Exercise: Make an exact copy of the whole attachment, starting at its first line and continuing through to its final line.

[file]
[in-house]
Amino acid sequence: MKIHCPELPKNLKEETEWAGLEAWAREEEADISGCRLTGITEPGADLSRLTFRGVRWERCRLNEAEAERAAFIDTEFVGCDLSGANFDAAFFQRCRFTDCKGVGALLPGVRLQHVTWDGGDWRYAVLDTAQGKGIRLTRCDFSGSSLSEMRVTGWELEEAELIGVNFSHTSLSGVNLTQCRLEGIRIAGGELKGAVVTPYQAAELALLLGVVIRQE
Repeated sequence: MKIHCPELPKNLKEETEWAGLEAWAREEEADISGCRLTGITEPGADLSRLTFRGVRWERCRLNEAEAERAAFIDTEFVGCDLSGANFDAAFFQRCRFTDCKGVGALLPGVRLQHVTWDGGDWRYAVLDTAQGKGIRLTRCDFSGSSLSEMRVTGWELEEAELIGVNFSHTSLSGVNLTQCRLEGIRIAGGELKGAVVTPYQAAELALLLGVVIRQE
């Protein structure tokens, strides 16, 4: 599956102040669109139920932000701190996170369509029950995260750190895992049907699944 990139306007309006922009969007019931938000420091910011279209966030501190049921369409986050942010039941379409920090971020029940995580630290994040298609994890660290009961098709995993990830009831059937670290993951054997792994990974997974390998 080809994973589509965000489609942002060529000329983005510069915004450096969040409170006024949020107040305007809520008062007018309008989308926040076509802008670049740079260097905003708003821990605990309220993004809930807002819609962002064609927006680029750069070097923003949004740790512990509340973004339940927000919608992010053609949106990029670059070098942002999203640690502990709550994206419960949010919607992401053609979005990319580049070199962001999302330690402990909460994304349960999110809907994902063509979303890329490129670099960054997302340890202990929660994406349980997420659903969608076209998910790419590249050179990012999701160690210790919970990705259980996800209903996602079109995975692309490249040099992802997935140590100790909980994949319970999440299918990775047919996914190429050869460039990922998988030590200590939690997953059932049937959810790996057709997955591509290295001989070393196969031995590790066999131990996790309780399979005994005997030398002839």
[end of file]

[in-house]
Amino acid sequence: MKIHCPELPKNLKEETEWAGLEAWAREEEADISGCRLTGITEPGADLSRLTFRGVRWERCRLNEAEAERAAFIDTEFVGCDLSGANFDAAFFQRCRFTDCKGVGALLPGVRLQHVTWDGGDWRYAVLDTAQGKGIRLTRCDFSGSSLSEMRVTGWELEEAELIGVNFSHTSLSGVNLTQCRLEGIRIAGGELKGAVVTPYQAAELALLLGVVIRQE
Repeated sequence: MKIHCPELPKNLKEETEWAGLEAWAREEEADISGCRLTGITEPGADLSRLTFRGVRWERCRLNEAEAERAAFIDTEFVGCDLSGANFDAAFFQRCRFTDCKGVGALLPGVRLQHVTWDGGDWRYAVLDTAQGKGIRLTRCDFSGSSLSEMRVTGWELEEAELIGVNFSHTSLSGVNLTQCRLEGIRIAGGELKGAVVTPYQAAELALLLGVVIRQE
């Protein structure tokens, strides 16, 4: 599956102040669109139920932000701190996170369509029950995260750190895992049907699944 990139306007309006922009969007019931938000420091910011279209966030501190049921369409986050942010039941379409920090971020029940995580630290994040298609994890660290009961098709995993990830009831059937670290993951054997792994990974997974390998 080809994973589509965000489609942002060529000329983005510069915004450096969040409170006024949020107040305007809520008062007018309008989308926040076509802008670049740079260097905003708003821990605990309220993004809930807002819609962002064609927006680029750069070097923003949004740790512990509340973004339940927000919608992010053609949106990029670059070098942002999203640690502990709550994206419960949010919607992401053609979005990319580049070199962001999302330690402990909460994304349960999110809907994902063509979303890329490129670099960054997302340890202990929660994406349980997420659903969608076209998910790419590249050179990012999701160690210790919970990705259980996800209903996602079109995975692309490249040099992802997935140590100790909980994949319970999440299918990775047919996914190429050869460039990922998988030590200590939690997953059932049937959810790996057709997955591509290295001989070393196969031995590790066999131990996790309780399979005994005997030398002839």